How is America's Opioid Crisis Affecting Pets?



A recent study by the University of Pennsylvania’s Perelman School of Medicine and the School of Veterinary Medicine saw a 41 percent increase in opioid prescriptions given to animals at the university’s veterinary facility. The study covered a 10-year period between January 2007 and December 2017.


The study’s researchers say this increase is comparable to the surge in opioid prescriptions given to humans during the same period. While lawmakers have buckled down on regulating doctors’ prescribing practices for opioids, they have not done the same for veterinary medicine. Within the veterinary field, there is some concern that people may use their pets’ prescriptions to obtain opioids. In an interview with U.S. News & World Report, Dr. John de Jong, president of the American Veterinary Medical Association confirmed that there have been cases where pet owners deliberately hurt their animals to gain access to opioids.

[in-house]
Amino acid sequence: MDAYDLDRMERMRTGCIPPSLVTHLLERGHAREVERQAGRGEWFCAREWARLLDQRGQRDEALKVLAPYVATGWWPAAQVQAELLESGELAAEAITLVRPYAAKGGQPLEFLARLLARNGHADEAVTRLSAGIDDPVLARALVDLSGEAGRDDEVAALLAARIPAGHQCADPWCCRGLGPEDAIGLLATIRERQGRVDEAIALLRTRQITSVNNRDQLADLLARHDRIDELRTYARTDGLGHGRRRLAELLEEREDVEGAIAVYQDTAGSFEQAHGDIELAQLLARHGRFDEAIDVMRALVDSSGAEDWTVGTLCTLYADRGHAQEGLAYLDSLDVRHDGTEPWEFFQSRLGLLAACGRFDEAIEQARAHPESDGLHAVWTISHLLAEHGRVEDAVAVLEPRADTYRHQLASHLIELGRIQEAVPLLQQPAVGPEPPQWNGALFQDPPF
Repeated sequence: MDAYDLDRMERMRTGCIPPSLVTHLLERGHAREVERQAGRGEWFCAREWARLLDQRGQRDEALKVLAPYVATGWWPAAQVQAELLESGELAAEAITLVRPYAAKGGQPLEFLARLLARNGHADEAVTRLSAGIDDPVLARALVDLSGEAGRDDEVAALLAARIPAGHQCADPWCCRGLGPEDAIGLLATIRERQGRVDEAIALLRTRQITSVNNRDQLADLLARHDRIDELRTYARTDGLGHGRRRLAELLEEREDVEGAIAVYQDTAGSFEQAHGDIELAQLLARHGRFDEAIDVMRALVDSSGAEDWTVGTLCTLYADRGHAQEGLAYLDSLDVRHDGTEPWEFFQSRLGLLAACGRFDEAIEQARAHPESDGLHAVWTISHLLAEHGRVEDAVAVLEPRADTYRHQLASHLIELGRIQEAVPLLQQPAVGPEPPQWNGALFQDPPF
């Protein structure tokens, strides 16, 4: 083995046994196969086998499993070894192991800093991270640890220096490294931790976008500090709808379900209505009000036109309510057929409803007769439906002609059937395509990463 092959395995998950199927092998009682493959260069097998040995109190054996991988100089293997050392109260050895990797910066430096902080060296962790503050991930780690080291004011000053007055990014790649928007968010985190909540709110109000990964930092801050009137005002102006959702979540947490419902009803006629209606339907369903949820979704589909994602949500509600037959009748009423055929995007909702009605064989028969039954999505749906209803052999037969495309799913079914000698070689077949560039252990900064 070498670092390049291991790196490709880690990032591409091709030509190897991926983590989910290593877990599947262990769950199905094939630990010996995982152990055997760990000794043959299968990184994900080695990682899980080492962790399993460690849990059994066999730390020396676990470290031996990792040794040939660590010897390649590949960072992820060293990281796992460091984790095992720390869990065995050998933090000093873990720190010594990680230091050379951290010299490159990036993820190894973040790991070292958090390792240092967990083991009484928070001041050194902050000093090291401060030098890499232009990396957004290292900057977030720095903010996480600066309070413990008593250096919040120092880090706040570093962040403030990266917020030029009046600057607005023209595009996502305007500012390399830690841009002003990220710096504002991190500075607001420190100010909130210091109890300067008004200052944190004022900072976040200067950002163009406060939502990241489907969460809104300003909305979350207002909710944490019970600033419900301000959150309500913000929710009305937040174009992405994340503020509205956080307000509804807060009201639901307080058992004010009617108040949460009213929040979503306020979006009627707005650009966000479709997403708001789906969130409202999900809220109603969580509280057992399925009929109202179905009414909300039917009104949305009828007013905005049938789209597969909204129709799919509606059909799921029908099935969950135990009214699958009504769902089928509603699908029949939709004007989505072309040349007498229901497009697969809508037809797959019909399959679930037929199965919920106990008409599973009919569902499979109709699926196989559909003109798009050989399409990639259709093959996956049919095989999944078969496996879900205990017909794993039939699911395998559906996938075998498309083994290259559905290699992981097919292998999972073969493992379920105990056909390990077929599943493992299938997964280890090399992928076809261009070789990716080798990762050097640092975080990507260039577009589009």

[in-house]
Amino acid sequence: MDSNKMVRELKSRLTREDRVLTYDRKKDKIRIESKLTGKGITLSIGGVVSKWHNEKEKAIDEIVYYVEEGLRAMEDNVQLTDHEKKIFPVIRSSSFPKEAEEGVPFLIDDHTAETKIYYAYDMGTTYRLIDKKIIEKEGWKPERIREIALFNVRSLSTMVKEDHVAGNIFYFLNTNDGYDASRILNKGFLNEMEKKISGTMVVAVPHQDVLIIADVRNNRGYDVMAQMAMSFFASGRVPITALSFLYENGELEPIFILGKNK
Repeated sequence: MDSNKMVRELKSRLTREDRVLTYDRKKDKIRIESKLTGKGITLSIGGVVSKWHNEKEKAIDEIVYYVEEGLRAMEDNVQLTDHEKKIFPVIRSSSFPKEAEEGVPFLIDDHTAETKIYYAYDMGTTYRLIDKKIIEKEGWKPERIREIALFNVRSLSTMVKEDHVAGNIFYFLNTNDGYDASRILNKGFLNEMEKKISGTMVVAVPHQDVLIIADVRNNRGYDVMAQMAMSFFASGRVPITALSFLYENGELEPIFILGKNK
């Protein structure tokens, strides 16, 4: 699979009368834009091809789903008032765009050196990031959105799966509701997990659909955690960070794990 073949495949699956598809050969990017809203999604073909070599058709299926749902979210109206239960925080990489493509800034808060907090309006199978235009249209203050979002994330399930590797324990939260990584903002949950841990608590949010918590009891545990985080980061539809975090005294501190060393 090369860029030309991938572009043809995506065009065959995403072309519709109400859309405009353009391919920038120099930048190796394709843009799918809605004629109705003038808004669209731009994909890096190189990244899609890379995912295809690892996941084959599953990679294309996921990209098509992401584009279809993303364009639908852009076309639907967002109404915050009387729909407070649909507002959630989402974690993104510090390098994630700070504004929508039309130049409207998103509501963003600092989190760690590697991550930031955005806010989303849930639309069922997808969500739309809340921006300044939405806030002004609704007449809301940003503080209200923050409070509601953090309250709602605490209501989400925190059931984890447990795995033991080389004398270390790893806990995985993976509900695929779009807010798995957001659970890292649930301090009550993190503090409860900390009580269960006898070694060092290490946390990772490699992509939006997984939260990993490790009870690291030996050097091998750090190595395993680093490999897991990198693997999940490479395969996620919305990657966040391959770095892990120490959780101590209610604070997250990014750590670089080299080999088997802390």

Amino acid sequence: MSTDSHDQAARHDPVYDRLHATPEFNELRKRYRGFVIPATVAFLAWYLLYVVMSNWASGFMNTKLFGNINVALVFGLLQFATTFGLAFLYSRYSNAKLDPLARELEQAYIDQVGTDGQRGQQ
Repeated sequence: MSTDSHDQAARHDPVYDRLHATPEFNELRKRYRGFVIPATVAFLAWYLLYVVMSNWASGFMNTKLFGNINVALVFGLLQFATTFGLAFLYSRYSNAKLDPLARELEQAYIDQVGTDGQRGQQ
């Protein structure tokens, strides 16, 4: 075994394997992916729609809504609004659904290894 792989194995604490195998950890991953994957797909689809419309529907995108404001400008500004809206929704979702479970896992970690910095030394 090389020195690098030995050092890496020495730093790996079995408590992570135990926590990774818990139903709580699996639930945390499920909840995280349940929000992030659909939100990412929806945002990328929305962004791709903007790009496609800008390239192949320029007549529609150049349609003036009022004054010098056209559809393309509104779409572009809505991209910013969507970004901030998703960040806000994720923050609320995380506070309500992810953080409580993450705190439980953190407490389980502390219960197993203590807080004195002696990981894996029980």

Dr. de Jong urged caution against panicking over the study’s results. He said the increase in opioid prescriptions might be because the University of Pennsylvania veterinary facility is a teaching hospital and may see more complex veterinary cases involving intense pain management. He also said that it could be attributable to the recent development of pain management as an important field within veterinary medicine.


With veterinary care improving, pet parents are better able to take care of their furry friends, and with pets becoming more humanized, it makes sense that they may be prescribed some of the same medications we are. This study may spark interest in applying current opioid regulating practices for humans to veterinary medicine.


In the meantime, retailers can advise their customers to properly dispose of their pets’ unused medications. If a customer cannot participate in a medicine take-back or collection event, they should take the medicine and mix it with an unpalatable substance such as dirt, litter or coffee grinds in a bag or container. They do not need to crush the pills. This container can then be disposed of with regular household trash. When getting rid of pill bottles, they can scratch out all personal information on the bottle before disposal. In this way, pet owners can prevent the abuse of their pets’ prescriptions.


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